Mauboussin also points out that the massive rise in indexing is likely creating distortions in the marketplace, but he concludes that the average investor should probably have some exposure to indexed equity. These distortions could lead to unintended consequences and could lead to an episode of poor performance. The risk with an index-only approach is that a tail event (sometimes called a black swan event) could lead to poor enough results that many investors sell their stocks and abandon the strategy at the wrong time. We have no good way of quantifying the risk of a market distortion. Given recent events with certain IPOs, we suspect that active management is very much alive and well and that price discovery is still healthy. The chart below highlights fund flows into active and passive funds:
There is a risk that indexing itself grows so fast and by so much it creates additional opportunities for active managers. While this is possible, we doubt that it’s true in the near-term. We believe savvy investors should think long and hard about indexing their entire equity portfolio on purely a market cap basis (meaning buy more of the largest and less of the smallest companies). Pairing their market cap indexes with alternatively weighted strategies (whether it be quantitative or fundamentally active) might mitigate the risk of getting exposed to market distortions.
The U.S. stock market is clearly so saturated with active managers that it is nearing supreme efficiency. Yet, the dispersion of results across other asset classes is much broader. The chart below from Mauboussin’s 2017 paper highlights this example (while the chart is dated, current data shows similarly broad dispersion):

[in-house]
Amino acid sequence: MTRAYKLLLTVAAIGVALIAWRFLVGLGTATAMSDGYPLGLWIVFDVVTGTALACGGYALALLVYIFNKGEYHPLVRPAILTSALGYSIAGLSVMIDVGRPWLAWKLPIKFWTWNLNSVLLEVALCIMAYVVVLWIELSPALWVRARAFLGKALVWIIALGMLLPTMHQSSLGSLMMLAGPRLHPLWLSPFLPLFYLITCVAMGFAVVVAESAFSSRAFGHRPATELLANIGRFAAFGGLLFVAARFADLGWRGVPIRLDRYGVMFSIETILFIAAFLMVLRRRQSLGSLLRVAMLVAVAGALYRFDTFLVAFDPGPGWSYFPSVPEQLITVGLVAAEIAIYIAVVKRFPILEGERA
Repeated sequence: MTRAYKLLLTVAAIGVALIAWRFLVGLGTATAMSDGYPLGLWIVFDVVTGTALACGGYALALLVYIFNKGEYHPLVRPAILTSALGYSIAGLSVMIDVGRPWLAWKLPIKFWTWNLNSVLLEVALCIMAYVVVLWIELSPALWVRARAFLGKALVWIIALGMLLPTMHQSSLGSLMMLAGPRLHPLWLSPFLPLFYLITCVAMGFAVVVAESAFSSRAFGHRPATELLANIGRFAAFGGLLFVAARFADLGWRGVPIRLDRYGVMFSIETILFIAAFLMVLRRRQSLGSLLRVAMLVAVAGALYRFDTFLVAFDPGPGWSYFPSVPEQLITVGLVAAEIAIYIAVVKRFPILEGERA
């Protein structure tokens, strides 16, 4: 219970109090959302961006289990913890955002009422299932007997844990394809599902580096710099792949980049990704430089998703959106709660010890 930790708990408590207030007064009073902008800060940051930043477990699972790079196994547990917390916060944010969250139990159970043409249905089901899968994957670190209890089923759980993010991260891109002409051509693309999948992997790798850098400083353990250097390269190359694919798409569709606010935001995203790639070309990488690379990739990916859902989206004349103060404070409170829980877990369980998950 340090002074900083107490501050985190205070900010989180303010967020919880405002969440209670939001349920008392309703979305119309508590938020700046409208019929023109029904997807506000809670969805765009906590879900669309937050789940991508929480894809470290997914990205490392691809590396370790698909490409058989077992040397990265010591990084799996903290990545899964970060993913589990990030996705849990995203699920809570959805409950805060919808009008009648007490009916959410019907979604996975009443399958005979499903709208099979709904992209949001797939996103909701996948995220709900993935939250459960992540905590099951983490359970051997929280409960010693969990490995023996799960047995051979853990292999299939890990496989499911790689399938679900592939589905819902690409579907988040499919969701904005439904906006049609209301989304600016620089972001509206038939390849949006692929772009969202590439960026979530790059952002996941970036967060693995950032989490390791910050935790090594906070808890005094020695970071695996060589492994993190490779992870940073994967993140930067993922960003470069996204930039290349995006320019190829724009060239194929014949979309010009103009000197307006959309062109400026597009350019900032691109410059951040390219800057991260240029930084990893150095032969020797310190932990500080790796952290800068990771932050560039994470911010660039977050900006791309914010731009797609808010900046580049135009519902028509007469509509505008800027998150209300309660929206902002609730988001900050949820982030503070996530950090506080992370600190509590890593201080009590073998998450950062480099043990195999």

Dispersion of Returns
Mauboussin concludes that an investor should pick “easy games” to go active whereas they should simply free ride in an efficient market for the “hard games.” To us, this means adding much more index and passively managed vehicles in efficient markets such as U.S. large-cap and small-cap stocks. Indexing may be prudent in other markets such as international developed stocks and emerging markets stocks but may not be a good idea in markets with less efficiency. Specifically, we would argue that markets such as high yield bonds, emerging markets bonds, micro-cap equities, diversifying strategies, private equity, and private real estate would be poor candidates for any sort of index-replication strategy. Over time, it’s possible that some of these asset classes reach an inflection point in which the market has become efficient enough to index and free ride.
The paradox of skill presents a strange dynamic. In a marketplace that is saturated with supremely talented investors, should we simply own the market and not try to play this game? In some cases, we think the answer is yes. We think that market exposure through index strategies should be a part of every investor’s portfolio. We also think investors should consider indexing as implementation, not as asset allocation. Ultimately, an investor needs to construct a portfolio that has the appropriate return and risk characteristics for their specific needs. Prudently constructed portfolios will have diversifying return streams across a plethora of capital market segments. We would argue that some of these asset classes would be better owned in an active vehicle, while others are best owned in a passive structure. Ultimately, the goal for any investor is to get to their required rate of return with lower risk, lower taxes, and lower fees. At Verum Partners we strive to do all three.